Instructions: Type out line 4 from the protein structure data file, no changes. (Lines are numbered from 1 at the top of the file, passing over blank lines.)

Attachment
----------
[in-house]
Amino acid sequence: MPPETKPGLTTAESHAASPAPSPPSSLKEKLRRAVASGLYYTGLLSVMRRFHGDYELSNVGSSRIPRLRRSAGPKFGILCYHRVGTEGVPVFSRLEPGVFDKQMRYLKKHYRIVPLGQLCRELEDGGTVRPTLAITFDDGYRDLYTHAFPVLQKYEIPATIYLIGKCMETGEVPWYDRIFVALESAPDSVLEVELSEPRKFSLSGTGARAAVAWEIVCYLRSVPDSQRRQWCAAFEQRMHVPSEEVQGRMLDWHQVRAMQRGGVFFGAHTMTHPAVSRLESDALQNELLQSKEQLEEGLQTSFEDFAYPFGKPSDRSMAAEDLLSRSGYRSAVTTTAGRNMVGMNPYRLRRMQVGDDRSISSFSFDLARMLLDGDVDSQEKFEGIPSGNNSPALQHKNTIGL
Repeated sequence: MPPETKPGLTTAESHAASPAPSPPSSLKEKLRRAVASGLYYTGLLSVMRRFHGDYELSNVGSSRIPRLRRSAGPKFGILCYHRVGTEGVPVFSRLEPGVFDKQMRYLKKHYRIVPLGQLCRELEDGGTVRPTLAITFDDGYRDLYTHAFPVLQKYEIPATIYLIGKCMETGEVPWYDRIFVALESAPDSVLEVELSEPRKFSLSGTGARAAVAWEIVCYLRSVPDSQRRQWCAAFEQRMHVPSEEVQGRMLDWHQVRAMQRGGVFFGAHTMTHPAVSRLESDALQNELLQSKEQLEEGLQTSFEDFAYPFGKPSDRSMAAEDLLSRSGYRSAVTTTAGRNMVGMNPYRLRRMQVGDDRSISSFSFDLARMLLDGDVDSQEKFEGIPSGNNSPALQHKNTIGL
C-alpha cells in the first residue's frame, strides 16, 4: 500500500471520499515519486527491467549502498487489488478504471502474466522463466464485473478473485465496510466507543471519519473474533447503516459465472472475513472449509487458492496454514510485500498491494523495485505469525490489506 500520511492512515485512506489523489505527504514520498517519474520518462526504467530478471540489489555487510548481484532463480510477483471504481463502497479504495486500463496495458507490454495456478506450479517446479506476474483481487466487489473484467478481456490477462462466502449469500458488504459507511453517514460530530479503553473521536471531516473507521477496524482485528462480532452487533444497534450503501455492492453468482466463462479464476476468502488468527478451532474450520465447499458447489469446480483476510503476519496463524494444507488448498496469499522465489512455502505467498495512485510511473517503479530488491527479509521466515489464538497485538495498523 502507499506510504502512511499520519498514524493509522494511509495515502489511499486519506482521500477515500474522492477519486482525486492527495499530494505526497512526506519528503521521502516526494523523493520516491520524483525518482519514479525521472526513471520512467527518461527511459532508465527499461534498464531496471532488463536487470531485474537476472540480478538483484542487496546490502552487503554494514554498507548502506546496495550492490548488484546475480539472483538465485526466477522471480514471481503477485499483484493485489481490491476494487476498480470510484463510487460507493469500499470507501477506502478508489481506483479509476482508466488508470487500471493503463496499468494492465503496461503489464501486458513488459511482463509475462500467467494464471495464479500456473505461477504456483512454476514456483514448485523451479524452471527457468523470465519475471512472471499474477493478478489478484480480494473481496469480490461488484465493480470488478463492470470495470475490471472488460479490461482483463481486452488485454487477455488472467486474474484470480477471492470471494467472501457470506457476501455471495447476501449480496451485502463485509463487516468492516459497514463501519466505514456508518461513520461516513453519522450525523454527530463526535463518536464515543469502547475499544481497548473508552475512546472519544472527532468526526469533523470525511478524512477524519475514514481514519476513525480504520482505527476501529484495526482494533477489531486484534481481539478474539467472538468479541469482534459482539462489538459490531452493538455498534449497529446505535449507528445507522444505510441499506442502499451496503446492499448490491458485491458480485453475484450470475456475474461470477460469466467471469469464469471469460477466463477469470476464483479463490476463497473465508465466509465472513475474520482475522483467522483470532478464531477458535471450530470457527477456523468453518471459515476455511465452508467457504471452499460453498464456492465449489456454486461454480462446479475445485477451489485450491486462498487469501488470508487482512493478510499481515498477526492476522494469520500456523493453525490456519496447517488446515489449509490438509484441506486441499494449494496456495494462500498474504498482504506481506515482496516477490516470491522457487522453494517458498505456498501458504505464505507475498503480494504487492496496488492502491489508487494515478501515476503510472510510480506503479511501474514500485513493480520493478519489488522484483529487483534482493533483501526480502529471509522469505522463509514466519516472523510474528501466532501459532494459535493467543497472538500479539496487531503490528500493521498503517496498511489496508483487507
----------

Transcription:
C-alpha cells in the first residue's frame, strides 16, 4: 500500500471520499515519486527491467549502498487489488478504471502474466522463466464485473478473485465496510466507543471519519473474533447503516459465472472475513472449509487458492496454514510485500498491494523495485505469525490489506 500520511492512515485512506489523489505527504514520498517519474520518462526504467530478471540489489555487510548481484532463480510477483471504481463502497479504495486500463496495458507490454495456478506450479517446479506476474483481487466487489473484467478481456490477462462466502449469500458488504459507511453517514460530530479503553473521536471531516473507521477496524482485528462480532452487533444497534450503501455492492453468482466463462479464476476468502488468527478451532474450520465447499458447489469446480483476510503476519496463524494444507488448498496469499522465489512455502505467498495512485510511473517503479530488491527479509521466515489464538497485538495498523 502507499506510504502512511499520519498514524493509522494511509495515502489511499486519506482521500477515500474522492477519486482525486492527495499530494505526497512526506519528503521521502516526494523523493520516491520524483525518482519514479525521472526513471520512467527518461527511459532508465527499461534498464531496471532488463536487470531485474537476472540480478538483484542487496546490502552487503554494514554498507548502506546496495550492490548488484546475480539472483538465485526466477522471480514471481503477485499483484493485489481490491476494487476498480470510484463510487460507493469500499470507501477506502478508489481506483479509476482508466488508470487500471493503463496499468494492465503496461503489464501486458513488459511482463509475462500467467494464471495464479500456473505461477504456483512454476514456483514448485523451479524452471527457468523470465519475471512472471499474477493478478489478484480480494473481496469480490461488484465493480470488478463492470470495470475490471472488460479490461482483463481486452488485454487477455488472467486474474484470480477471492470471494467472501457470506457476501455471495447476501449480496451485502463485509463487516468492516459497514463501519466505514456508518461513520461516513453519522450525523454527530463526535463518536464515543469502547475499544481497548473508552475512546472519544472527532468526526469533523470525511478524512477524519475514514481514519476513525480504520482505527476501529484495526482494533477489531486484534481481539478474539467472538468479541469482534459482539462489538459490531452493538455498534449497529446505535449507528445507522444505510441499506442502499451496503446492499448490491458485491458480485453475484450470475456475474461470477460469466467471469469464469471469460477466463477469470476464483479463490476463497473465508465466509465472513475474520482475522483467522483470532478464531477458535471450530470457527477456523468453518471459515476455511465452508467457504471452499460453498464456492465449489456454486461454480462446479475445485477451489485450491486462498487469501488470508487482512493478510499481515498477526492476522494469520500456523493453525490456519496447517488446515489449509490438509484441506486441499494449494496456495494462500498474504498482504506481506515482496516477490516470491522457487522453494517458498505456498501458504505464505507475498503480494504487492496496488492502491489508487494515478501515476503510472510510480506503479511501474514500485513493480520493478519489488522484483529487483534482493533483501526480502529471509522469505522463509514466519516472523510474528501466532501459532494459535493467543497472538500479539496487531503490528500493521498503517496498511489496508483487507